vated and increased by the sudden appearance of Gonerill; upon the unexpected sight of whom he exclaims,

-Who comes here? O heavens !
If you do love old men, if your sweet sway
Allow obedience, if yourselves are old,

Make it your cause, send down and take my part ! This address is surely pathetic beyond expression ; it is scarce enough to speak of it in the cold terms of criticism. There follows a question to Gonerill, that I have never read without tears :

Ar't not asham'd to look upon this beard? This scene abounds with many noble turns of passion, or rather conflicts of very different passions. The inhuman daughters urge him in vain, by all the sophistical and unfilial arguments they were mistresses of, to diminish the number of his train. He answers them by only four poignant words:

I gave you all! When Regan at last consents to receive him, but without any attendants, for that he might be served by her own domestics, he can no longer contain his disappointment and rage. First he appeals to the Heavens, and points out to them a spectacle that is, indeed, inimitably affecting :

You see me here, ye gods ! a poor old man,
As full of griefs as age, wretched in both :
If it be you that stir these daughters' hearts
Against their father, fool me not so much
To bear it tamely!

Then suddenly he addresses Gonerill and Regan in the severest terms, and with the bitterest threats :

No, you unnatural hags!
I will have such revenges on you both-
That all the world shall-I will do such things-
What they are yet, I know not-

Nothing occurs to his mind severe enough for them to suffer, or him to inflict. His passion rises to a height that deprives him of articulation. He tells them that he will subdue his sorrow, though almost irresistible; and that they shall not triumph over his weakness :

You think I'll weep!
No! I'll not weep; I have full cause of weeping:
But this heart shall break into a thousand flaws,

Or e'er I'll weep!
He concludes,

O fool I shall go mad!

which is an artful anticipation, that judiciously prepares us for the dreadful event that is to follow in the succeeding acts.


* Adventurer, No. 113, December 4, 1753.

No. IV.


THUNDER and a ghost have been frequently introduced into tragedy by barren and mechanical play-wrights, as proper objects to impress terror and astonishment, where the distress has not been important enough to render it probable that nature would interpose for the sake of the sufferers, and where these objects themselves have not been supported by suitable sentiments.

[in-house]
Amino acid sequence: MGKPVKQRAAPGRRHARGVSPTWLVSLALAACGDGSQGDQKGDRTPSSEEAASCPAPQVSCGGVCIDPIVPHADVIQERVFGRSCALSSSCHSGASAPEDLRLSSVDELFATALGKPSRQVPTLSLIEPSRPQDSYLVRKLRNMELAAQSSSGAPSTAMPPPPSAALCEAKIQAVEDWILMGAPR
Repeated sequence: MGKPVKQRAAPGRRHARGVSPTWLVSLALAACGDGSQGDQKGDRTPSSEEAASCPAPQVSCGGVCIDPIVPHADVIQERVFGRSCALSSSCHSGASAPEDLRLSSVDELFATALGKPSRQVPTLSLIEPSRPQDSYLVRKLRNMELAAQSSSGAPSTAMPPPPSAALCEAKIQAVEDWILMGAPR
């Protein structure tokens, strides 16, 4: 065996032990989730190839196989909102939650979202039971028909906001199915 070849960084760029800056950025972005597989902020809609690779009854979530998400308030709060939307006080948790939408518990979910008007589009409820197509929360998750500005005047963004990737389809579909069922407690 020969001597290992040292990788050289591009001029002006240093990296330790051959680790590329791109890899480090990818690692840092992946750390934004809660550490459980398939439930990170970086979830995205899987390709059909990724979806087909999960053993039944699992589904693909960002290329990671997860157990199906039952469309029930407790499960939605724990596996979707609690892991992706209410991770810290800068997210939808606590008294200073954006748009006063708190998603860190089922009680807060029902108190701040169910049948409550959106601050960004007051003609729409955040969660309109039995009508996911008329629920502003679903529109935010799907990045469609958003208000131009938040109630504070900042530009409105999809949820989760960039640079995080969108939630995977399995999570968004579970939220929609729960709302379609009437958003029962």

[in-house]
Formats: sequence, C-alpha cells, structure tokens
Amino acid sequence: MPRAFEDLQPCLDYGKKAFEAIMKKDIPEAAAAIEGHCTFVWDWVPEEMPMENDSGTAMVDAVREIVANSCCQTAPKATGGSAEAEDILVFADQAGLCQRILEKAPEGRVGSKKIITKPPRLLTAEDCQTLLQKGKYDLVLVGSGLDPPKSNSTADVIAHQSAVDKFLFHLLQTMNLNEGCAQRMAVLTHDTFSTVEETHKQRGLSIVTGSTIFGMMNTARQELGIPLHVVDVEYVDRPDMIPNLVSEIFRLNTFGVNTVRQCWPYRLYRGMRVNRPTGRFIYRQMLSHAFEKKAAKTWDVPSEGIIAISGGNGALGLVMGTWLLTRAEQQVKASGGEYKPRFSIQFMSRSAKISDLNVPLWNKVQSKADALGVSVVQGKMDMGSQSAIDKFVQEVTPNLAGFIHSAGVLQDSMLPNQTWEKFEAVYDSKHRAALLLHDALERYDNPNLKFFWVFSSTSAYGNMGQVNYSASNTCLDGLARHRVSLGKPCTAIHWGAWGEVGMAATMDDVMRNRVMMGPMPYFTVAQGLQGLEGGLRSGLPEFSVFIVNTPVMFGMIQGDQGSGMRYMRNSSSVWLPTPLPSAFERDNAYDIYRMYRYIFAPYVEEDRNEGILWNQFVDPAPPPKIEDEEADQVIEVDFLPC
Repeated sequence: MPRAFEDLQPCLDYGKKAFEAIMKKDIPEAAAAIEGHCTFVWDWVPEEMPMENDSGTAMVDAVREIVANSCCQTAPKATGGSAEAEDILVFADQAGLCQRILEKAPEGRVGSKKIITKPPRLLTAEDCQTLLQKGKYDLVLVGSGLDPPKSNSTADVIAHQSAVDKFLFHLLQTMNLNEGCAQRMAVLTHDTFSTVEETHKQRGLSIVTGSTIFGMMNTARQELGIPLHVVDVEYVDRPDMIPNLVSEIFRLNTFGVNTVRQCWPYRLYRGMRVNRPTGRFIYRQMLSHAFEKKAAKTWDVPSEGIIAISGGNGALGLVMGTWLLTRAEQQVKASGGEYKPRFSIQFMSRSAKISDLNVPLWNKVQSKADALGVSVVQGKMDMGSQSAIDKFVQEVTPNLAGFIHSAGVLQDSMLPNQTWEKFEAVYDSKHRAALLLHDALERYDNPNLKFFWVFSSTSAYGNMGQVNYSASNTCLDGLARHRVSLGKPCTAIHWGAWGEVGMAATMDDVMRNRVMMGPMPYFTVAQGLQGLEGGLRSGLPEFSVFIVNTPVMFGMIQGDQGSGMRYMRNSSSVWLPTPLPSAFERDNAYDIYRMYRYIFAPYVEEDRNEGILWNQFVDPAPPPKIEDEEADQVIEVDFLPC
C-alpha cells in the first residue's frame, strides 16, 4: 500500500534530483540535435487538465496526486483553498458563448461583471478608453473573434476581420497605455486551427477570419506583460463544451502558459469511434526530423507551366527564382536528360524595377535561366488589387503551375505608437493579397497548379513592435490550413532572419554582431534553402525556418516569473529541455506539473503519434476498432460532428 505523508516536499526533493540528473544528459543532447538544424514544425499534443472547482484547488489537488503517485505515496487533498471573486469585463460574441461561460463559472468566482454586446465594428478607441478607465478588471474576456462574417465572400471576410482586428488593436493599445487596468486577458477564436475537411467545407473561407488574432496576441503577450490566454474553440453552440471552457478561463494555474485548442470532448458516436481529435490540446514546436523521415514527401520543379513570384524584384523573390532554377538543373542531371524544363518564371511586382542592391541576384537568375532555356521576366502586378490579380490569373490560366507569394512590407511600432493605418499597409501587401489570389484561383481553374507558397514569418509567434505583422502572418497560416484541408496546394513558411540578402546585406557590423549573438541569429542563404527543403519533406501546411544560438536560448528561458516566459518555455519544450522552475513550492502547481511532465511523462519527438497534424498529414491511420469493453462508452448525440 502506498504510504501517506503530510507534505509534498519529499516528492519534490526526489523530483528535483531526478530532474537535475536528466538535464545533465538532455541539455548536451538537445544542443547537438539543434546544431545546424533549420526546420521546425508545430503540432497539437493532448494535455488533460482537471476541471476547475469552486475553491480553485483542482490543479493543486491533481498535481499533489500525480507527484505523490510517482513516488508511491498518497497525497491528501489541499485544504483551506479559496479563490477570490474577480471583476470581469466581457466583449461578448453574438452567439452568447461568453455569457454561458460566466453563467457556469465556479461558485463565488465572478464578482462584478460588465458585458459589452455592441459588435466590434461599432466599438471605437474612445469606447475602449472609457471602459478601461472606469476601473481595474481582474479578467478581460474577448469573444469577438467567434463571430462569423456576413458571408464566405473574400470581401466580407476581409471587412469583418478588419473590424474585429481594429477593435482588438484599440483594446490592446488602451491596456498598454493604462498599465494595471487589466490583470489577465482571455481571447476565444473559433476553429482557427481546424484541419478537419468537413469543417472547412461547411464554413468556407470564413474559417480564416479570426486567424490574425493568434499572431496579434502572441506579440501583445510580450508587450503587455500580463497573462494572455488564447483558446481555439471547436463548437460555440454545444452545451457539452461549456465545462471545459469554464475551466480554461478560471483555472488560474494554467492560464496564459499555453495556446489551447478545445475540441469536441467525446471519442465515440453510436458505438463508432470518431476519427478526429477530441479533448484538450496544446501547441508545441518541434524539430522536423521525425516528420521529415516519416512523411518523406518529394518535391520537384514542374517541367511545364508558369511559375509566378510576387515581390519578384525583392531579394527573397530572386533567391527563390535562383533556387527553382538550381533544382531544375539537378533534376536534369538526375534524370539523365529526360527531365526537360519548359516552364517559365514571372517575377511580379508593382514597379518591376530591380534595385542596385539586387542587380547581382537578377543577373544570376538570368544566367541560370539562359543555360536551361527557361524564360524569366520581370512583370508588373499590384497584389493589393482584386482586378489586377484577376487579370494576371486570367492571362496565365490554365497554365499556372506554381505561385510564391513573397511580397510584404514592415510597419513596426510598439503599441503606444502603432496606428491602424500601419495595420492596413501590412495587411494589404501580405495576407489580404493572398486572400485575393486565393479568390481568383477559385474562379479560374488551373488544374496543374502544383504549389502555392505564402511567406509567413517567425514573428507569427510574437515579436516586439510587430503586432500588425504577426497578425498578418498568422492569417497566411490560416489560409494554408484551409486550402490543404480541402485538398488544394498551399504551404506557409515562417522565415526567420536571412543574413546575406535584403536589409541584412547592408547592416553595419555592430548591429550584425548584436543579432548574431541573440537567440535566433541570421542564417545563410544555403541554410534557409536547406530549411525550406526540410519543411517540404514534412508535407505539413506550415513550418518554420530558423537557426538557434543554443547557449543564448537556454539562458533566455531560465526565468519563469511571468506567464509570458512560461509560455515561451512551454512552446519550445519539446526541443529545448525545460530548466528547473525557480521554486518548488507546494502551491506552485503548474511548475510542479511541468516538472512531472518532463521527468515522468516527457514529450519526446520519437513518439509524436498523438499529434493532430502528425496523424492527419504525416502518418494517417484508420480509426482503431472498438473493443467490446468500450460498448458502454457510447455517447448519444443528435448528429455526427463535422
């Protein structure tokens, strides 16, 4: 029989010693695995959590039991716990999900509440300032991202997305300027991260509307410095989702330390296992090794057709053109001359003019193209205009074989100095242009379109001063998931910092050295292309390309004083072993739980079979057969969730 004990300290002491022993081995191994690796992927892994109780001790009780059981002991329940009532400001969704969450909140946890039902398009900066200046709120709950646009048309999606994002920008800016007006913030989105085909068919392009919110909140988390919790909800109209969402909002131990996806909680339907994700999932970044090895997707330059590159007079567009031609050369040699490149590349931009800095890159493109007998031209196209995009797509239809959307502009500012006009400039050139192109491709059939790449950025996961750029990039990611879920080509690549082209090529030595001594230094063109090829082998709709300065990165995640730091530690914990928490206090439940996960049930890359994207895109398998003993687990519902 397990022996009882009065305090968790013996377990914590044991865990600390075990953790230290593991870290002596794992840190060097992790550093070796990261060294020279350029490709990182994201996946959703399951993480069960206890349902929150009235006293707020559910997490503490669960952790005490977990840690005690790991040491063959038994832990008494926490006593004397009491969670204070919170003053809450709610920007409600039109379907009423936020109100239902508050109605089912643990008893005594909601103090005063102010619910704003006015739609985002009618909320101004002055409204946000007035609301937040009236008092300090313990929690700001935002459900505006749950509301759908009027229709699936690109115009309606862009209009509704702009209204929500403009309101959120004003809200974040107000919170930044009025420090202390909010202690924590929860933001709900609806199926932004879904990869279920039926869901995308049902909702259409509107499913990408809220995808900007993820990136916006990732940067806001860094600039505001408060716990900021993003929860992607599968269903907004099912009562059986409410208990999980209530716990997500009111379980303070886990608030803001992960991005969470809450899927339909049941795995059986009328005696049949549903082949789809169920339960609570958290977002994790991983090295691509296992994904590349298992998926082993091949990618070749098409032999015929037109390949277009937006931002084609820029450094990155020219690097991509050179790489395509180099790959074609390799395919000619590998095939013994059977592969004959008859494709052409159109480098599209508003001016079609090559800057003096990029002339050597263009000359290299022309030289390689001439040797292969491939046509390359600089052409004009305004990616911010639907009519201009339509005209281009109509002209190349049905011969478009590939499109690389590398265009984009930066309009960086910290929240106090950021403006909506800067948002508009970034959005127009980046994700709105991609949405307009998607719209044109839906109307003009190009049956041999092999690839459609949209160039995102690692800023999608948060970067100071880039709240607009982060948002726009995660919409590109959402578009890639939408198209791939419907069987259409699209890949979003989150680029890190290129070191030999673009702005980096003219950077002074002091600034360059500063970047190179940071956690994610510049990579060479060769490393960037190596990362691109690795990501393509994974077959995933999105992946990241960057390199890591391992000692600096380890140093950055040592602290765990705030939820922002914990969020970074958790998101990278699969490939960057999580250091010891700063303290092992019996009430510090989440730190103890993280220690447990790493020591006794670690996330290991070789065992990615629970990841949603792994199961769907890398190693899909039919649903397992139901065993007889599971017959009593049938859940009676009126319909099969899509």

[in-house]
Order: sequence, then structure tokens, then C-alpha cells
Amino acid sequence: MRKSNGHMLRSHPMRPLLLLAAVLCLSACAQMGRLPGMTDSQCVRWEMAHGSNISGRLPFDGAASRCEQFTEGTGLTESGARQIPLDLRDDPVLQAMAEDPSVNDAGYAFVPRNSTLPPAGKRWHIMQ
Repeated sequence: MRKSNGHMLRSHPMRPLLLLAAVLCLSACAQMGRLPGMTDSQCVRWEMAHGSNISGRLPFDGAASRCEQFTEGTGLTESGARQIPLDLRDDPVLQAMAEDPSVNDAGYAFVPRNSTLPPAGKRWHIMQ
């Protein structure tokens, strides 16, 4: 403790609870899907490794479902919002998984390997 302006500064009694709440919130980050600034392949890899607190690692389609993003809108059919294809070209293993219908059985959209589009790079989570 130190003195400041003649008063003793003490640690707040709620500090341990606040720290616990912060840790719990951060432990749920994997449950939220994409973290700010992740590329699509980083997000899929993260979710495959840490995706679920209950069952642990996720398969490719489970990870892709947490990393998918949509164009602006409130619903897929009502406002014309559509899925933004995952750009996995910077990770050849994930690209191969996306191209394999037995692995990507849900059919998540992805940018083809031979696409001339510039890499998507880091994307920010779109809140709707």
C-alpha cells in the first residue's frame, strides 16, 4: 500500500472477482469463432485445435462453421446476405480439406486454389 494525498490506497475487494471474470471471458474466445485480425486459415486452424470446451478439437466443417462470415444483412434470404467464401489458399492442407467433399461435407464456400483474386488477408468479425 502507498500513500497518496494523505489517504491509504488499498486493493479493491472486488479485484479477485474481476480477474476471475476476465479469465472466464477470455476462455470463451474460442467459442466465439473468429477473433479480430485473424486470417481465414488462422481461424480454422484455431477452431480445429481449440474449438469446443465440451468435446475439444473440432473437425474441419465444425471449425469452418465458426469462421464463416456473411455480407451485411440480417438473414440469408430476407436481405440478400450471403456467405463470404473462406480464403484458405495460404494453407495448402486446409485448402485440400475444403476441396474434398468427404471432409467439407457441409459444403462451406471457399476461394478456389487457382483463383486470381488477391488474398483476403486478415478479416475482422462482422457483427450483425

Thunder has, however, been made use of with great judgment and good effect by Shakspeare, to heighten and impress the distresses of Lear.

The venerable and wretched old king is driven out by both his daughters, without necessaries and without attendants, not only in the night, but in the midst of a most dreadful storm, and on a bleak and barren heath. On his first appearance in this situation, he draws an artful and pathetic comparison betwixt the severity of the tempest and of his daughters :

Rumble thy belly full! spit, fire ! spout, rain!
Nor rain, wind, thunder, fire, are my daughters.
I tax not you, ye elements, with unkindness ;
I never gave you kingdom, call you children;
You owe me no subscription. Then let fall

Your horrible pleasure. Here I stand your slave;
A poor, infirm, weak, and despised old man !

The storm continuing with equal violence, he drops for a moment the consideration of his own miseries, and takes occasion to moralize on the terrors which such commotions of nature should raise in the breast of secret and unpunished villainy:

Tremble, thou wretch!
That hast within thee undivulged crimes
Unwhipt of justice! Hide thee, thou bloody hand,
Thou perjur'd, and thou similar of virtue
That art incestuous !-

Close pent-up guilts
Rive your concealing continents, and cry
These dreadful summoners grace !

He adds, with reference to his own case,

I am a man
More sinn'd against, than sinning.

Kent most earnestly intreats him to enter a hovel which he had discovered on the heath; and on pressing him again and again to take shelter there, Lear exclaims,

Wilt break my heart ?

Much is contained in these four words; as if he had said, the kindness and the gratitude of this servant exceeds that of my own children. Though I have given them a kingdom, yet have they basely discarded me, and suffered a head so old and white as mine to be exposed to this terrible tempest, while this fellow pities and would protect me from its rage. I cannot bear this kindness from a perfect stranger; it breaks my heart.' All this seems to be included in that short exclamation, which another writer, less acquainted with nature, would have displayed at large : such a suppression of sentiments, plainly implied, is judicious and affecting. The reflections that follow are drawn likewise from an intimate knowledge of man:

When the mind's free,
The body's delicate: the tempest in my mind
Doth from my senses take all feeling else,
Save what beats there

Here the remembrance of his daughters' behaviour rushes upon him, and he exclaims, full of the idea of its unparalleled cruelty,

Filial ingratitude !
Is it not, as this mouth should tear this hand
For lifting food to it!

He then changes his style, and vows with impotent menaces, as if still in possession of the power he had resigned, to revenge himself on his oppressors, and to steel his breast with fortitude:

But I'll punish home.
No, I will weep no more!

But the sense of his sufferings returns again, and he forgets the resolution he had formed the moment before :

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